Language has always been and will always be in a state of flux. As culture changes, the meaning and impact of words evolve too. Seemingly imperceptible shifts occur every day. But while people tend to fall into two camps — those who take to new slang as easily as breathing and those who think that text-speak is destroying the English language — in reality, it ought not be such a divisive issue. Why are we fighting the inevitable shifts?
The people at Merriam-Webster (everyone’s favorite internet tease) work hard to ensure that the dictionary is never blind to current trends and always open to new words. But with this ever-changing lexicon, how, literally, do the unofficial overseers of our language decide what makes it in their book, their website, and their mobile app?
At the start of the process, a new word is put into a hard copy and digital system as a citation. Merriam-Webster editor-at-large Peter Sokolowski tells Uproxx that this entry will “contain the word itself, an example of the word used in context, and bibliographic information about the source from which the word and example were taken.” Merriam-Webster’s citation files currently have around 15.7 million examples of words and their various contexts, and in order to be added to the hallowed pages of the dictionary, editors review these citations to decide whether the word fits their criteria.
This citation system is all to ensure that evolutionary process is never hindered by human reticence, so that “the references can speak with authority without being authoritarian.” Sokolowski says that it takes three things to get through the vetting process from that point. “Sustained use, which means it’s been used for a while. Widespread use is number two. That just means it’s been used by multiple publications, and it’s not just an idiosyncratic word, used by one author, for example. Finally, meaningful use. Which is to say that all the people who use it, more or less, agree on what it means.”
With the purpose being to provide a uniform and up to date meaning for words that we use day to day, the dictionary has to constantly stay fresh. “The only constant of language is change,” explains Sokolowski. “Our job as linguists and lexicographers is to report on that change, to monitor that change.”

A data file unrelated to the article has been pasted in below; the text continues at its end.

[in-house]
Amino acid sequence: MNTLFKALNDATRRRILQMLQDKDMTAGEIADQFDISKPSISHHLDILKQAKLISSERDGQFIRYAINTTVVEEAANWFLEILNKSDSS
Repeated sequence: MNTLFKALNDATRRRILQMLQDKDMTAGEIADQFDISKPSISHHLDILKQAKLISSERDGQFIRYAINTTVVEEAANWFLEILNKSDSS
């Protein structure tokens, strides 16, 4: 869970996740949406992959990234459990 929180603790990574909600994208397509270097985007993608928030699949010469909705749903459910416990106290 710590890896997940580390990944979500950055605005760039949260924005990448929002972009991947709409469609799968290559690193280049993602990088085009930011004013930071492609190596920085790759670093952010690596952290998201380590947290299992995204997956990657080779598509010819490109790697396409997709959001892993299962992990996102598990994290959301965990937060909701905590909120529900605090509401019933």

The need to stay fresh and monitor that change is more heightened right now because, as Sokolowski explains, “more writing is being done by more people than ever before.”
Sokolowski isn’t strictly referring to blogging or social media posts, he means job applications and professional correspondence too. And someone needs to stand as an authority. “Email and texting have become kind of the norm. And that means that, to me, written language is not only more widespread but more important. And therefore the recognition of these norms is as important, if not more important than ever before.”
It’s not so much a matter of if people will adapt to new linguistic changes, but when. “There’s nothing that anyone or any organization can do to stop that evolution,” claims Sokolowski. “It just so happened that we have invented, with the internet, a means of communication that is much faster in speed than the evolution of language.”
As technological advancements have impacted, for better or for worse, the ways that we communicate, it can seem like we’ve lost something. Spoken and written English are increasingly informal, sure, but just because something is different than what you’re comfortable with doesn’t mean it’s bad.
Sokolowski sums it up perfectly when he tells us that “language is [a] perfectly democratic, social organ.” And with this tool, we’re able to connect and understand each other beyond just a surface level. It speaks to our ability to co-exist culturally, but also generationally. Our differences in language preference can be tough to overcome, but they’re worth the work to ensure openness and actual communication.
Some people will always turn their noses up to the shifting shape of language, but younger generations have always been consumed by the need to make this world their own and older generations have always forgotten that. By bridging that divide, we’ll be gaining something even greater in the long run: the necessary tools for expression, leaving us better understood and better at understanding others.